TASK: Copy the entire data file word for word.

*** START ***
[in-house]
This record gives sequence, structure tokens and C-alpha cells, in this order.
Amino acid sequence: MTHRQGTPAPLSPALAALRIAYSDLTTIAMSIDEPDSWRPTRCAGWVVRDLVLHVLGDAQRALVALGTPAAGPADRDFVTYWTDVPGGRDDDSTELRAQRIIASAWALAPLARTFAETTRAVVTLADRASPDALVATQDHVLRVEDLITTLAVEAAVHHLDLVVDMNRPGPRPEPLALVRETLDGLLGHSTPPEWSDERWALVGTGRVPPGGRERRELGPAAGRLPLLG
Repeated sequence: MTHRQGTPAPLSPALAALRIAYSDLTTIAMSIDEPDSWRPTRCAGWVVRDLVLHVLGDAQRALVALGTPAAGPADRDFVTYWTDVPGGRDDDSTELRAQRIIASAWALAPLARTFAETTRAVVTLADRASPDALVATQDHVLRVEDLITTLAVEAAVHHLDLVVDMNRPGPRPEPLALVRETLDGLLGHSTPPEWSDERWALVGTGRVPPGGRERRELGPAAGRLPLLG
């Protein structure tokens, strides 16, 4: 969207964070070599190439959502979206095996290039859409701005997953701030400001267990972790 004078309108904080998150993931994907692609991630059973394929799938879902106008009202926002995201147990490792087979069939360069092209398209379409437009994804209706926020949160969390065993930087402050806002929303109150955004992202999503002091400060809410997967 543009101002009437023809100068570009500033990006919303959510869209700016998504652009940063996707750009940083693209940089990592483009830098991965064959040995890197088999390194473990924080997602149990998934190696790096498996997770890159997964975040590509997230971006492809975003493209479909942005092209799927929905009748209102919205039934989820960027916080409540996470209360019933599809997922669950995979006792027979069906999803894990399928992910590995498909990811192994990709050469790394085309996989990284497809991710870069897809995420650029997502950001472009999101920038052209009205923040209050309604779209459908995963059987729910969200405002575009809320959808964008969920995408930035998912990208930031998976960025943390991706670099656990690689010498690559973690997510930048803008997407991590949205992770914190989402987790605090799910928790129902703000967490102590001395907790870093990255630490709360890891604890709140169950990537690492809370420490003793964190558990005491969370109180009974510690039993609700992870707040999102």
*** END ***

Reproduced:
[in-house]
This record gives sequence, structure tokens and C-alpha cells, in this order.
Amino acid sequence: MTHRQGTPAPLSPALAALRIAYSDLTTIAMSIDEPDSWRPTRCAGWVVRDLVLHVLGDAQRALVALGTPAAGPADRDFVTYWTDVPGGRDDDSTELRAQRIIASAWALAPLARTFAETTRAVVTLADRASPDALVATQDHVLRVEDLITTLAVEAAVHHLDLVVDMNRPGPRPEPLALVRETLDGLLGHSTPPEWSDERWALVGTGRVPPGGRERRELGPAAGRLPLLG
Repeated sequence: MTHRQGTPAPLSPALAALRIAYSDLTTIAMSIDEPDSWRPTRCAGWVVRDLVLHVLGDAQRALVALGTPAAGPADRDFVTYWTDVPGGRDDDSTELRAQRIIASAWALAPLARTFAETTRAVVTLADRASPDALVATQDHVLRVEDLITTLAVEAAVHHLDLVVDMNRPGPRPEPLALVRETLDGLLGHSTPPEWSDERWALVGTGRVPPGGRERRELGPAAGRLPLLG
């Protein structure tokens, strides 16, 4: 969207964070070599190439959502979206095996290039859409701005997953701030400001267990972790 004078309108904080998150993931994907692609991630059973394929799938879902106008009202926002995201147990490792087979069939360069092209398209379409437009994804209706926020949160969390065993930087402050806002929303109150955004992202999503002091400060809410997967 543009101002009437023809100068570009500033990006919303959510869209700016998504652009940063996707750009940083693209940089990592483009830098991965064959040995890197088999390194473990924080997602149990998934190696790096498996997770890159997964975040590509997230971006492809975003493209479909942005092209799927929905009748209102919205039934989820960027916080409540996470209360019933599809997922669950995979006792027979069906999803894990399928992910590995498909990811192994990709050469790394085309996989990284497809991710870069897809995420650029997502950001472009999101920038052209009205923040209050309604779209459908995963059987729910969200405002575009809320959808964008969920995408930035998912990208930031998976960025943390991706670099656990690689010498690559973690997510930048803008997407991590949205992770914190989402987790605090799910928790129902703000967490102590001395907790870093990255630490709360890891604890709140169950990537690492809370420490003793964190558990005491969370109180009974510690039993609700992870707040999102």